I’d come up with a lot of the same information in dribs and drabs, and mixed it with a large dose of skepticism about overwrought news reports. For example, there’s this PDF of a powerpoint slide about “fall dwindle disease” (the old name for colony collapse disorder). It mentions that the phenom struck a beekeeper in the 1930s. (Turns out it’s been around even longer than that.)
So it’s nice to have it all presented in one place, in a friendly & calm piece written by an entomologist who, among other things, advises that “it’s never a good idea to trust what the media are telling you.”
Here’s his sum-up:
[T]he leading hypothesis in many researcher’s minds is that colonies are dying primarily because of stress. Stress means something different to a honey bee colony than to a human, but the basic idea isn’t all that alien: If a colony is infected with a fungus, or has mites, or has pesticides in its honey, or is overheated, or is undernourished, or is losing workers due to spraying, or any other such thing, then the colony is experiencing stress. Stress in turn can cause behavioral changes that exacerbate the problem and lead to worse ones like immune system failure.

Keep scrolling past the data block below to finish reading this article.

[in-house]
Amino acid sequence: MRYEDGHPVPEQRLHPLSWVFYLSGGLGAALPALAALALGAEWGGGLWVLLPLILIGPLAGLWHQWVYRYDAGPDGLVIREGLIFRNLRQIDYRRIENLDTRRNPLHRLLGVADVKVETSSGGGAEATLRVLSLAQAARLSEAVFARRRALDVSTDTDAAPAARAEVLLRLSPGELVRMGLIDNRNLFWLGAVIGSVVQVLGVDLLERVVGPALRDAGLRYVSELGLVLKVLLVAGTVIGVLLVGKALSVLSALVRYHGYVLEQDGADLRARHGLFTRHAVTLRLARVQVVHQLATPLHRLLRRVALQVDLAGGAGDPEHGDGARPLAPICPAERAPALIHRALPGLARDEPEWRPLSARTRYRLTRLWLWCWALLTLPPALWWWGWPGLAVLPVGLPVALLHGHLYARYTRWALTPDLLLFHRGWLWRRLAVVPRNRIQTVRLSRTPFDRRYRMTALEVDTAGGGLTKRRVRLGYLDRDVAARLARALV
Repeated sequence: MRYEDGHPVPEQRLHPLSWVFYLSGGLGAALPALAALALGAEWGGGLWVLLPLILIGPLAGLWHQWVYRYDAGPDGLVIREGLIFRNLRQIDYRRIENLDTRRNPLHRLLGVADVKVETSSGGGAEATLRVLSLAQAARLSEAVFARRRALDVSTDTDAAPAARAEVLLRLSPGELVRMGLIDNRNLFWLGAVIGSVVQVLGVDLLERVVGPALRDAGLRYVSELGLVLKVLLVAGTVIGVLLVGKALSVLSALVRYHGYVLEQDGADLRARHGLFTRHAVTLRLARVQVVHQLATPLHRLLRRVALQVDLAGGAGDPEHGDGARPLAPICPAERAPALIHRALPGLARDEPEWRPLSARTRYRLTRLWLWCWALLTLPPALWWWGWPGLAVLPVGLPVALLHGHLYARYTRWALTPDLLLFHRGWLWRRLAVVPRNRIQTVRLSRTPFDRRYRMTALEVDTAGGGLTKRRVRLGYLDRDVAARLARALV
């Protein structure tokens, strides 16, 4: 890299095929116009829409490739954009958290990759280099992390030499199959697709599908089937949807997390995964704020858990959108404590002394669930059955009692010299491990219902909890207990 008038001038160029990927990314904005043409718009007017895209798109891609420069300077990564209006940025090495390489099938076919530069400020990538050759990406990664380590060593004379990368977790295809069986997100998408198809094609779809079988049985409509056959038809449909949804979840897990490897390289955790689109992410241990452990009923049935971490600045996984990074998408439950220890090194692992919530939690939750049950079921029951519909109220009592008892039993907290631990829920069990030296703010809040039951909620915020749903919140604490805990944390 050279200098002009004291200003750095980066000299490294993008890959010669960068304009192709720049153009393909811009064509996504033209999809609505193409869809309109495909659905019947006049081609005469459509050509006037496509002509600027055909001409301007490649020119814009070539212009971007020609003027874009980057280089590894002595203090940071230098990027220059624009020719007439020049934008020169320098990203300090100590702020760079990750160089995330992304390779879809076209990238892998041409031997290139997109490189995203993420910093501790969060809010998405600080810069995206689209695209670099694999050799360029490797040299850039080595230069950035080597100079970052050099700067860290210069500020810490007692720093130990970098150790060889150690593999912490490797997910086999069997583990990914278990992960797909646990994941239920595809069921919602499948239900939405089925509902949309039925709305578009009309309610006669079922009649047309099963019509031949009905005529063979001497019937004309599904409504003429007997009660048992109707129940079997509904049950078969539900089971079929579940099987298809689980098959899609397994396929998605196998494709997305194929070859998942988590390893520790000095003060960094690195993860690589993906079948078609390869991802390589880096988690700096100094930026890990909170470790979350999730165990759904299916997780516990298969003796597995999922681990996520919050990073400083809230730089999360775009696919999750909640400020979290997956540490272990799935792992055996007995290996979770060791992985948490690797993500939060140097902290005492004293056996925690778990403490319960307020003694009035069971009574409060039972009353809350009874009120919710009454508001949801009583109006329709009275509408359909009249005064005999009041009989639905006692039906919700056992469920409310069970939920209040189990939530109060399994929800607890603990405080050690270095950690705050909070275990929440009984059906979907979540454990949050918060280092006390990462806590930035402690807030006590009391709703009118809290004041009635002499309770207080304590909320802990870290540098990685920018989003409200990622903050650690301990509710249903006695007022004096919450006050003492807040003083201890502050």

What’s interesting is that out on the bee keeping fringes, people are discovering ways to keep their hives healthier. I blogged one other time about Kirk Webster, who has bred bees resistent to Varroa mites, one significant cause of stress to European honey bees.
Here’s another beekeeper who controls mites by using hives with smaller cells. I thought this was cool, as well:
The other change I’ve done in my beekeeping, is to capture feral swarms and start raising queens from these. These are darker bees that seem more acclimatized to my location and have been surviving on their own with no chemicals at all.
Yeah, let nature sort it out!
[tags] colony collapse disorder, honeybees, [/tags]